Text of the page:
- 9 a.m. – Meeting for Worship via zoom, with Afterword
- 10:15 – Singing via zoom
- 11 a.m – Outdoor Meeting for Worship, will not be scheduled for the rest of the winter
- 11 a.m. – First Day Children’s Program, outdoors rain or shine on the first day of each month through the winter
- 11 a.m. – Meeting for Worship via zoom, with Afterward
Tuesdays: Mid-week worship via zoom, 7:30-8:30 p.m.
You are invited to worship with Eugene Friends Meeting:
First Day Children’s Program:
Our winter program begins in November with one themed Sunday, per month. Open to ages 5 on up. Families interested in reserving their young folks’ attendance, e-mail Children’s Religious Education Committee.
Online Meeting for Worship at 9:00 a.m. and 11:00 a.m.:
God is in all of us wherever we are, and dispersed meeting allows us to worship together without risk of spreading illness. Simply use a computer with internet access or a phone. You are encouraged to arrive at least 5 min early to make sure you can log on successfully, and mute your microphone until you wish to speak to eliminate background noise. Use the link below to attend.
Meeting ID: 865 0968 3721
Phone login: 1 (253) 215-8782 + Meeting ID.
IF you are unable to login, try pasting the login link into your browser.
EFM March Events:
- March 6- Celebration of Life for Mary Lou Goertzen, 2:00 p.m.
- March 7- Youth Program, 12:00 noon, Learn more.
- March 10- Grounds Committee Work Day, 9:00 a.m.
- March 14- Worship Sharing, 12:45 p.m.
- March 18- Anti-Racism Book Group, 7:00 p.m.
- March 28- Meeting for Worship for Business, 12:45 p.m.
- For a complete list of events and meetings, see the calendar.
Eugene Friends Meeting Event Details
Quaker Anti-racism Book Group: Thursday, March 18, 7 p.m., via zoom. Why Are All the Black Kids Sitting Together in the Cafeteria? (2017 edition) by Black psychologist and academic, Beverly Daniel Tatum. We will be discussing Parts 4 and 5 of the revised second edition.
Study Questions We Will Consider:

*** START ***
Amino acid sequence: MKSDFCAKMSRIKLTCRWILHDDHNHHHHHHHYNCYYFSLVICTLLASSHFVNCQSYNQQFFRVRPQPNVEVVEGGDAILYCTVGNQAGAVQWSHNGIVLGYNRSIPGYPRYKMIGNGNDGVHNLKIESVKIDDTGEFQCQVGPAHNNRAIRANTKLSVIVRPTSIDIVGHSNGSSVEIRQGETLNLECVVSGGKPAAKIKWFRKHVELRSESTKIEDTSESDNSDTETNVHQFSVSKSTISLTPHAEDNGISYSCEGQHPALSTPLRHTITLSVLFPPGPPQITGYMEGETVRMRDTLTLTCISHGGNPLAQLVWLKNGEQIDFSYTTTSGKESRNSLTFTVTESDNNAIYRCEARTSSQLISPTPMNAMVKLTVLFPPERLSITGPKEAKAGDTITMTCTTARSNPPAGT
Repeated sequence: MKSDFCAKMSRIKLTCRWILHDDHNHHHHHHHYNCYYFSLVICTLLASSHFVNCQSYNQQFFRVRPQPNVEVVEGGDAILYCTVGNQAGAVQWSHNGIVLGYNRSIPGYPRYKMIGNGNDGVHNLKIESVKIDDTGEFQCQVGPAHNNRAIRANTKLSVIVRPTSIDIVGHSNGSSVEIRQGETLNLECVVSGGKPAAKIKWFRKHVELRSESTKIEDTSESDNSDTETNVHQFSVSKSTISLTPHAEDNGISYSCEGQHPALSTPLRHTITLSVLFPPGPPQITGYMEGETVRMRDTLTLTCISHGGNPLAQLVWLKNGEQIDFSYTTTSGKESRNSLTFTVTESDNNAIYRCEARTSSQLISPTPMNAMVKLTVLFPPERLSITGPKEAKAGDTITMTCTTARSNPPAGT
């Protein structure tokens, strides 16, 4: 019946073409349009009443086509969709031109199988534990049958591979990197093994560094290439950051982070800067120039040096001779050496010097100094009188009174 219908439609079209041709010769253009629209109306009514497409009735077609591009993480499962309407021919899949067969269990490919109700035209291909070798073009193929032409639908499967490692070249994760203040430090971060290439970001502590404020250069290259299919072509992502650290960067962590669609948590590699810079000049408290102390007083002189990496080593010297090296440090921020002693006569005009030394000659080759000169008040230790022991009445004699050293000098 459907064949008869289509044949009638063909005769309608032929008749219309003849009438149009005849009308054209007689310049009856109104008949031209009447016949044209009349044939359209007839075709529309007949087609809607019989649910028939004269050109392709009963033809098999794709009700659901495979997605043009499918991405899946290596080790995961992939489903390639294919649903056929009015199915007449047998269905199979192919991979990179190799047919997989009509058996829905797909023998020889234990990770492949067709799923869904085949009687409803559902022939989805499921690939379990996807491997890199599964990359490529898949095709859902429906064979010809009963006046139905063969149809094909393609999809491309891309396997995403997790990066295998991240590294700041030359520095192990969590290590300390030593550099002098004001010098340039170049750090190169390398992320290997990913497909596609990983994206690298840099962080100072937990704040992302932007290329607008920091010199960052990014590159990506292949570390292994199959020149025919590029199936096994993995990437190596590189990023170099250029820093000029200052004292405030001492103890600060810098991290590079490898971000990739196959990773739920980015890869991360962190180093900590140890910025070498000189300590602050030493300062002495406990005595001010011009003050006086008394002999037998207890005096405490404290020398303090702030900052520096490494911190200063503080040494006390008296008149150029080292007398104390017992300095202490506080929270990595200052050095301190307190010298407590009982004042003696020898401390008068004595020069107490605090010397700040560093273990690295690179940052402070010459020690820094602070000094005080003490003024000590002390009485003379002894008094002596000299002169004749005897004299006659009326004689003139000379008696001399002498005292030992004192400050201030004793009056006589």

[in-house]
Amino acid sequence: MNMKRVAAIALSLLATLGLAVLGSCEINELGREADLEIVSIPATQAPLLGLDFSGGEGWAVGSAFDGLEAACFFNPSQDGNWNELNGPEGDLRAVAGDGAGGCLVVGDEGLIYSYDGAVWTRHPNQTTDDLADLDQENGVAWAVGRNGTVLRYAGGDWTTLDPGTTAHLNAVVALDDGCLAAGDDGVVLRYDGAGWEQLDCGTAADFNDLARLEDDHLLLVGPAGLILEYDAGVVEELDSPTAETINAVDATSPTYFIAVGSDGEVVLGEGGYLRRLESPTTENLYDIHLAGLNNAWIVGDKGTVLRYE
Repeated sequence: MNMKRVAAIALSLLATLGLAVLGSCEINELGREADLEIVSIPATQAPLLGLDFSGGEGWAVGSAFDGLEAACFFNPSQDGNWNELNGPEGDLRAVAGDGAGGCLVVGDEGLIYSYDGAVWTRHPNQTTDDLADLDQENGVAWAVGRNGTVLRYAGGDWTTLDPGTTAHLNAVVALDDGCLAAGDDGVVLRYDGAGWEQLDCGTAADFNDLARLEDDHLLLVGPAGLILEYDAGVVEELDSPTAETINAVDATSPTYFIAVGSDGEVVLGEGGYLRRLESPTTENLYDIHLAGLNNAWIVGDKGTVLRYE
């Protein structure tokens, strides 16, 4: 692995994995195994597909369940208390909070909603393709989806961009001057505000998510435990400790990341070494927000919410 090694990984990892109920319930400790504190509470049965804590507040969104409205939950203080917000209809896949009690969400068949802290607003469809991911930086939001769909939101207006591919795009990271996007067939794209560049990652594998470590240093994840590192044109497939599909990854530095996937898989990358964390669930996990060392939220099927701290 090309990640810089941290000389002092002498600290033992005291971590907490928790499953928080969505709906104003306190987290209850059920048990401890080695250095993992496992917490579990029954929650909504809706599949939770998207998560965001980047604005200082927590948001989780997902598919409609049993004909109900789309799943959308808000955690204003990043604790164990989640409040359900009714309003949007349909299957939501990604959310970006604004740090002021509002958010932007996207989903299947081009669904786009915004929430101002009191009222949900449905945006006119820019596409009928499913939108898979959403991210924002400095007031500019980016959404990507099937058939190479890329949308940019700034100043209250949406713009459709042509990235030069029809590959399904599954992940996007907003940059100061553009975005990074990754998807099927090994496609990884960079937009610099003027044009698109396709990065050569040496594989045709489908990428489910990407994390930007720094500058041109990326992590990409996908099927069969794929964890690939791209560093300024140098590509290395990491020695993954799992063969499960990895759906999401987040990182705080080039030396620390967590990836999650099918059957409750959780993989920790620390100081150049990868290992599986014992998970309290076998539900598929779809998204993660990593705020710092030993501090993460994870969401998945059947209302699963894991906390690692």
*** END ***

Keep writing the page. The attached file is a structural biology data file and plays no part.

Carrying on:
Part IV: Beyond Black and White
Chapter 8: Critical Issues in Latinx, Native, Asian and Pacific Islander, and Middle Eastern/North African Identity Development1. The author writes, “Although conversations about race, racism, and racial identity tend to focus on Black-White relations, to do so ignores the experiences of other targeted racial or ethnic groups. When we look at the experiences of Latinxs, Native Americans, Asian and Pacific Islanders (APIs), and, more recently, Middle Easterners and North Africans (MENAs) in the United States, we can easily see that racial and cultural oppression has been a part of their lived experiences and that it plays a role in the identity development process for individuals in these groups as well.” (p. 236).
Reflection: What new information have you learned about the experiences of one or more of these communities of color that gives you greater insight into the identity development for them? What are some of the critical issues that stood out for you in thinking about experiences of youth from these various groups?
2. “Cultural identities are not solely determined in response to racial ideologies, but racism increases the need for a positive self-defined identity in order to survive psychologically. To find one’s racial or ethnic identity, one must deal with negative stereotypes, resist internalizing negative self-perceptions, and affirm the meaning of ethnicity for oneself.” (p.287)
Reflection: What can parents, educators, and other caring adults do to foster positive psychological outcomes for children who are at risk from racism?
Chapter 9: Identity Development in Multiracial Families
1. The author writes, “In order to understand the contemporary meaning of claiming a multiracial identity, it is useful to review briefly the history of racial categorization in the US.” (p. 300)